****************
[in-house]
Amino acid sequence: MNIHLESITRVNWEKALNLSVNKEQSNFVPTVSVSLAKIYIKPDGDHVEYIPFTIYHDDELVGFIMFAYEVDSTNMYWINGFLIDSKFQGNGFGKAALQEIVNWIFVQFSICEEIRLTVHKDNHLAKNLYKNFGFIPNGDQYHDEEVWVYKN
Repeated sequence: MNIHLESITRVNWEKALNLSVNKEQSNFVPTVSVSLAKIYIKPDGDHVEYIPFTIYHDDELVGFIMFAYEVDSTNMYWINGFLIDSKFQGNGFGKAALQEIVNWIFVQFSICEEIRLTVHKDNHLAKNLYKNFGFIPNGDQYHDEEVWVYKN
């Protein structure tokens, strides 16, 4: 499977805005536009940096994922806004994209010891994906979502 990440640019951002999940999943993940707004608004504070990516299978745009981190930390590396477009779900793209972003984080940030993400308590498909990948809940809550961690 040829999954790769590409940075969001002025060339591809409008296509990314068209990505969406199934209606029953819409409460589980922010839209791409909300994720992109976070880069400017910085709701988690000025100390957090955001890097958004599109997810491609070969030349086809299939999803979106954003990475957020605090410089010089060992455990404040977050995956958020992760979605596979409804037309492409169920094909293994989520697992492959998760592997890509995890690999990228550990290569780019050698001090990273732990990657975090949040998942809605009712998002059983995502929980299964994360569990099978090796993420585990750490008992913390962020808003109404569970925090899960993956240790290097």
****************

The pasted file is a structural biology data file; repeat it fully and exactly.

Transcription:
[in-house]
Amino acid sequence: MNIHLESITRVNWEKALNLSVNKEQSNFVPTVSVSLAKIYIKPDGDHVEYIPFTIYHDDELVGFIMFAYEVDSTNMYWINGFLIDSKFQGNGFGKAALQEIVNWIFVQFSICEEIRLTVHKDNHLAKNLYKNFGFIPNGDQYHDEEVWVYKN
Repeated sequence: MNIHLESITRVNWEKALNLSVNKEQSNFVPTVSVSLAKIYIKPDGDHVEYIPFTIYHDDELVGFIMFAYEVDSTNMYWINGFLIDSKFQGNGFGKAALQEIVNWIFVQFSICEEIRLTVHKDNHLAKNLYKNFGFIPNGDQYHDEEVWVYKN
């Protein structure tokens, strides 16, 4: 499977805005536009940096994922806004994209010891994906979502 990440640019951002999940999943993940707004608004504070990516299978745009981190930390590396477009779900793209972003984080940030993400308590498909990948809940809550961690 040829999954790769590409940075969001002025060339591809409008296509990314068209990505969406199934209606029953819409409460589980922010839209791409909300994720992109976070880069400017910085709701988690000025100390957090955001890097958004599109997810491609070969030349086809299939999803979106954003990475957020605090410089010089060992455990404040977050995956958020992760979605596979409804037309492409169920094909293994989520697992492959998760592997890509995890690999990228550990290569780019050698001090990273732990990657975090949040998942809605009712998002059983995502929980299964994360569990099978090796993420585990750490008992913390962020808003109404569970925090899960993956240790290097």